Huawei has denied allegations made by a former CIA director that it spied for the Chinese government, while on Thursday (18 July) the UK government said it would review the supplier’s involvement in its Cyber Security Evaluation Centre.
Huawei is a “proven and trusted” information and communications technology company, spokesman Scott Sykes said in an e-mailed statement quoted by Bloomberg.
The Chinese supplier was responding to comments made by Michael Hayden, the former head of the CIA, to the Australian Financial Review.
Hayden, who now works for Motorola Solutions, is quoted by the Australian Financial Review as saying that it was his “professional judgment” that the firm supplied intelligence to China.
Scott Sykes, head of international media affairs for Huawei, told the BBC that Hayden’s remarks were “sad distractions from real-world concerns related to espionage – industrial and otherwise – that demand serious discussion globally”.
Huawei, according to the BBC report, described the former CIA chief’s remarks as “unsubstantiated” and “defamatory”.
The Chinese supplier’s spat with Hayden comes only a day after the UK government said it would examine the operations of Huawei’s UK cybersecurity centre – known as the Cell – set up in the UK three years ago
The announcement comes barely a month after a UK parliamentary security committee produced a report highly critical of what it saw as the lax manner in which China’s Huawei was allowed to get “embedded” in the UK’s critical national infrastructure (CNI).
The Cell, designed to test equipment and alleviate security concerns, did not escape criticism from the committee. “We question why the Cell is only now approaching full functionality, over seven years after the BT contract was awarded,” says the report. “Given these delays and the lack of evidence so far that it will be able to provide the level of security assurance required, we recommend that the National Security Adviser conducts a substantive review of the effectiveness of the Cell as a matter of urgency.”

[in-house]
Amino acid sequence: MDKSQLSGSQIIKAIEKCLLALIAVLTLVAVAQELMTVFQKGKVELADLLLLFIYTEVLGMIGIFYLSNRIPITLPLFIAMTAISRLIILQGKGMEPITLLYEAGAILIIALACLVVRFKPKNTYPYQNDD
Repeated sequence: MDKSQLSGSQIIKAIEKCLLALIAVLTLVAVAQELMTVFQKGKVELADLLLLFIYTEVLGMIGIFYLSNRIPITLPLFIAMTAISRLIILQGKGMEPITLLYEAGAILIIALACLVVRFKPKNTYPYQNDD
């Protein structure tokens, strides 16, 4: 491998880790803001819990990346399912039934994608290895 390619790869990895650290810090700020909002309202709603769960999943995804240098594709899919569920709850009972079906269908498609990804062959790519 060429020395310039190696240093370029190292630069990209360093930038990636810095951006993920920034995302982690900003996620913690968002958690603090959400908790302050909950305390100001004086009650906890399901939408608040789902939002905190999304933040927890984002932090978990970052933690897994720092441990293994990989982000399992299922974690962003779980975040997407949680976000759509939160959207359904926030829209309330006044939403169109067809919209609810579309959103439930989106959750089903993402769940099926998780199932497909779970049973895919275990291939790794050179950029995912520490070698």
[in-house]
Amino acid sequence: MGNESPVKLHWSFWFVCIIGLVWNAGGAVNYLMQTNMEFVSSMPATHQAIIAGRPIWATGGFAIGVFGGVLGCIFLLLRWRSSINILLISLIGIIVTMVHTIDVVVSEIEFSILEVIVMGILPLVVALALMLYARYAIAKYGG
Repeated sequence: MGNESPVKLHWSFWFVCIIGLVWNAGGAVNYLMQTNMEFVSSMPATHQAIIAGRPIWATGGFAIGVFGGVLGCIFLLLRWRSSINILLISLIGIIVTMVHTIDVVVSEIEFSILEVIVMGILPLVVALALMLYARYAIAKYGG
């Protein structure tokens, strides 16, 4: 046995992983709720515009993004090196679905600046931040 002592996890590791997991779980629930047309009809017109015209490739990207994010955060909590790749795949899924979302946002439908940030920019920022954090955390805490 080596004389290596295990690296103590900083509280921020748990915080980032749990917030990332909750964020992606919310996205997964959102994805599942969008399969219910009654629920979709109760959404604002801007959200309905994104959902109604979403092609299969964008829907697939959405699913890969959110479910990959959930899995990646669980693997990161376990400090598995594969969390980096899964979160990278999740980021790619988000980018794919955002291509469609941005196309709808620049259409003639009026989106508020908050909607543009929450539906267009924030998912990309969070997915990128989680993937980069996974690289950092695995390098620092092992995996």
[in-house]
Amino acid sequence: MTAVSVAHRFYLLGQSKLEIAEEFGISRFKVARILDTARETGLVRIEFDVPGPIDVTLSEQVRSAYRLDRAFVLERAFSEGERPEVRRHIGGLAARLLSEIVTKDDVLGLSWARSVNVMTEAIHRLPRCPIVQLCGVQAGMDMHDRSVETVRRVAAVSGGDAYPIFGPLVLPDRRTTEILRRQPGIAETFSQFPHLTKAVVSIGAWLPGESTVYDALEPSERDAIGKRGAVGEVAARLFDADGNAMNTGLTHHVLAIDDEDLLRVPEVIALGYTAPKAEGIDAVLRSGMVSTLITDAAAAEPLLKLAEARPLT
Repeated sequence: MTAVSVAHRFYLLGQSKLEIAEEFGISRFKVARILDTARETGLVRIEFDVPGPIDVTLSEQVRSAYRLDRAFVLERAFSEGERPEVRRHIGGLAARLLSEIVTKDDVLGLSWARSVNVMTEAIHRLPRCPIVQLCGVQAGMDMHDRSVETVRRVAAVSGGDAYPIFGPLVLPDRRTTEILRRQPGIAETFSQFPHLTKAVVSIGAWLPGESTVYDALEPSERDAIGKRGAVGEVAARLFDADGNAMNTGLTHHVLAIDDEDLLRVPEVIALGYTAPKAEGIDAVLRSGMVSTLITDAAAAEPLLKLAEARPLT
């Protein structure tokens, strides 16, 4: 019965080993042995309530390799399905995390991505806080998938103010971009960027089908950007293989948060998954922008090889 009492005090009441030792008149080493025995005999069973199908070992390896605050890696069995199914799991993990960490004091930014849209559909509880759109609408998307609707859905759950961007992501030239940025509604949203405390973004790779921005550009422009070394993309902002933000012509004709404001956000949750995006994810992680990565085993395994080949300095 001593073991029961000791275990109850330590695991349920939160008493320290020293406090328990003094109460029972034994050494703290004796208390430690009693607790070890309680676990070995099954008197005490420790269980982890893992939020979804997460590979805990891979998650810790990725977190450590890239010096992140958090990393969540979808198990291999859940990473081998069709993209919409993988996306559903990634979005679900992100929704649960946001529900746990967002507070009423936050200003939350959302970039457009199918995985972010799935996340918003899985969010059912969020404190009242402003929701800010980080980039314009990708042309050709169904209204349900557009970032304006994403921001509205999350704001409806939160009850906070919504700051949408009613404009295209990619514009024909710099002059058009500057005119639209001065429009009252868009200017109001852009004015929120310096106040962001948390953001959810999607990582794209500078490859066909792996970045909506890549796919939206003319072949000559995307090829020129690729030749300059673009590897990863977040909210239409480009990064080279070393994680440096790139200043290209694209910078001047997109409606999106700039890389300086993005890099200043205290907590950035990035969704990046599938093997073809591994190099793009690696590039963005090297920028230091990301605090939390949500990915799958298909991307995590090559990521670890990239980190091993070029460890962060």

Huawei and ZTE, another Chinese supplier, have been under growing pressure from national authorities regarding security issues.
In the US, the House Permanent Select Committee on Intelligence (HPSCI) recently published a scathing assessment of Huawei’s reliability in an ‘Investigative Report on the US National Security Issues Posed by Chinese Telecommunications Companies Huawei and ZTE’. The report concluded that “the risks associated with Huawei and ZTE’s provision of equipment to US critical infrastructure could undermine core US national-security interests”.
Moreover, the Australian Government has decided, reportedly on national security grounds, to exclude Huawei from involvement in their National Broadband Network, a similar upgrade project to that being pursued in the UK by BT.